Do You Allow Your Pets on The Furniture?

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Shortly after we adopted Pew, Anita and I moved into our apartment in suburban New Jersey. Soon after that, we got a new couch. And not long after that, we created a new rule: No Pew on the couch.

If you could see how pretty this piece of furniture is, you’d probably understand. (Not to mention the fact that it’s worth almost as much as I am.)

Yet we know many folks who give their pooches free range. In many of these cases, this stems less from a relaxed attitude than the perception that enforcement is difficult.

Indeed, for us it sometimes is. When Anita and I eat dinner in front of the TV, Pew often tries to wiggle her way up onto the couch next to us.

We gently repel her, just as we do when she attempts entry onto the chair Anita inherited from her grandmother, or the bed. (Most of the time, that is. Anita can be a weak link when it comes to the occasional canine snuggle under the covers.)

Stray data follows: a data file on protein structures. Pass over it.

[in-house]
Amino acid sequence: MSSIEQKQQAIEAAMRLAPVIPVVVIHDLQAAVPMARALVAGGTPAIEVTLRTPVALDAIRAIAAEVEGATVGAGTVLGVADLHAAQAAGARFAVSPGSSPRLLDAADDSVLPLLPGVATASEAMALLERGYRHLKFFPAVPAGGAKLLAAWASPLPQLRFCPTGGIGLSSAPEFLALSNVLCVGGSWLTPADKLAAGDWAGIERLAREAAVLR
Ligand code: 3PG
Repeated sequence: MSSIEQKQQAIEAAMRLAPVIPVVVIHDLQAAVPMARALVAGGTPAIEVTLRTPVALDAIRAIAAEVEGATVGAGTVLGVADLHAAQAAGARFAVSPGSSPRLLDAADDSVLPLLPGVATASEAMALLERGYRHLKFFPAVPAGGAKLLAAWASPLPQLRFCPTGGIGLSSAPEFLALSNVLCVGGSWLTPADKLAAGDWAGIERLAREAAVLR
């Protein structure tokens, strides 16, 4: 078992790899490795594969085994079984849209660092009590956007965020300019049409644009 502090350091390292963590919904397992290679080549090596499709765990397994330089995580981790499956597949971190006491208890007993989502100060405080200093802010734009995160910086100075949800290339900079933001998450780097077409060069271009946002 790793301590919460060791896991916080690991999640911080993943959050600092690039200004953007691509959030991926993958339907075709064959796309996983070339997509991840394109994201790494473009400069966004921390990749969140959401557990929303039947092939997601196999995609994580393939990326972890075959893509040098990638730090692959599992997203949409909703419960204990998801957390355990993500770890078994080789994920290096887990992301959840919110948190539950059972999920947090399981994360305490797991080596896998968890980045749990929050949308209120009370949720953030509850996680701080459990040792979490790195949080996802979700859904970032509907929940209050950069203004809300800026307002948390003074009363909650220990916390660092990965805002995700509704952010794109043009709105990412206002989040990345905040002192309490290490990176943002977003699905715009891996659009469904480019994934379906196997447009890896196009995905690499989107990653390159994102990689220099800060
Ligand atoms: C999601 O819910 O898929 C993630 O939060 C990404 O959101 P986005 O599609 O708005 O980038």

There is one piece of furniture on which Pew is allowed. It’s the beige chair in the living room. A hand-me-down Anita inherited years ago from a former roommate, it’s a wood-framed camelback armchair upholstered in heavy jacquard fabric that Pew nevertheless has rubbed pretty raw.

Pew lounges on that chair while I work during the day, but when Anita comes home in the evening, Pew springs forth to greet her before spinning around and coming right back to it. (She’s into running circles when she gets excited. Is that odd?) Her nails, combined with the amount of time that she spends on the chair and her wrestling around have basically destroyed the covering to the point where I wouldn’t be surprised to see stuffing emerge before too long.

Nonetheless, it’s nice for Pew to have her own furniture domain. And we’ve found that she follows our strange house rules even when we’re not in the room. Her chair makes her feel like she’s part of the family, I believe, and time she spends there is time she’s not spending where she doesn’t belong. Still, she often longs to hang out with us on the fancier furnishings.

What do you think of our strategy, readers? Do you think pets get confused by a system like ours? Have you ever decided to relegate one of your lesser pieces of furniture to a pet? Can they tell the difference between “their” furnishings and “yours?”